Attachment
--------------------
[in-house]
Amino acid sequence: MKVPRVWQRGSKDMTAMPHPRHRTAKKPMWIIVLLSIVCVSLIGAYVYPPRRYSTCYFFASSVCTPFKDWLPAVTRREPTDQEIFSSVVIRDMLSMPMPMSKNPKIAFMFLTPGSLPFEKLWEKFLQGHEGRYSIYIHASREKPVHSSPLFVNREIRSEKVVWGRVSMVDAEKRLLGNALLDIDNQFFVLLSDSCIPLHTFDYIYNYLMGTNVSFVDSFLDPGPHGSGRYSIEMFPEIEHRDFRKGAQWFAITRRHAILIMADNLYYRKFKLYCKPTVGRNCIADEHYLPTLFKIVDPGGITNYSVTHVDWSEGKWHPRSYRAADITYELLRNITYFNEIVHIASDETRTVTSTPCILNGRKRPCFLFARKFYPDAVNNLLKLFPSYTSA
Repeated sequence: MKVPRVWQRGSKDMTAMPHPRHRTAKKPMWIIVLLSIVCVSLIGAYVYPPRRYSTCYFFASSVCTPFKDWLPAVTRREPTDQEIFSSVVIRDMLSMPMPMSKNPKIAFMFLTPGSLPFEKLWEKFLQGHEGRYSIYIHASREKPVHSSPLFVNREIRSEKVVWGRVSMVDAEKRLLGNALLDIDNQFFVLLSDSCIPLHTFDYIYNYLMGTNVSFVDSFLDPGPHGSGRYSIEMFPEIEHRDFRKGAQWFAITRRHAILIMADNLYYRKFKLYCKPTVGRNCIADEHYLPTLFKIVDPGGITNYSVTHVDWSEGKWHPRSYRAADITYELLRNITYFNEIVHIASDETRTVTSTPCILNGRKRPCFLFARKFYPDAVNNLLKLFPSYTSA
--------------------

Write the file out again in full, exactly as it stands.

[in-house]
Amino acid sequence: MKVPRVWQRGSKDMTAMPHPRHRTAKKPMWIIVLLSIVCVSLIGAYVYPPRRYSTCYFFASSVCTPFKDWLPAVTRREPTDQEIFSSVVIRDMLSMPMPMSKNPKIAFMFLTPGSLPFEKLWEKFLQGHEGRYSIYIHASREKPVHSSPLFVNREIRSEKVVWGRVSMVDAEKRLLGNALLDIDNQFFVLLSDSCIPLHTFDYIYNYLMGTNVSFVDSFLDPGPHGSGRYSIEMFPEIEHRDFRKGAQWFAITRRHAILIMADNLYYRKFKLYCKPTVGRNCIADEHYLPTLFKIVDPGGITNYSVTHVDWSEGKWHPRSYRAADITYELLRNITYFNEIVHIASDETRTVTSTPCILNGRKRPCFLFARKFYPDAVNNLLKLFPSYTSA
Repeated sequence: MKVPRVWQRGSKDMTAMPHPRHRTAKKPMWIIVLLSIVCVSLIGAYVYPPRRYSTCYFFASSVCTPFKDWLPAVTRREPTDQEIFSSVVIRDMLSMPMPMSKNPKIAFMFLTPGSLPFEKLWEKFLQGHEGRYSIYIHASREKPVHSSPLFVNREIRSEKVVWGRVSMVDAEKRLLGNALLDIDNQFFVLLSDSCIPLHTFDYIYNYLMGTNVSFVDSFLDPGPHGSGRYSIEMFPEIEHRDFRKGAQWFAITRRHAILIMADNLYYRKFKLYCKPTVGRNCIADEHYLPTLFKIVDPGGITNYSVTHVDWSEGKWHPRSYRAADITYELLRNITYFNEIVHIASDETRTVTSTPCILNGRKRPCFLFARKFYPDAVNNLLKLFPSYTSA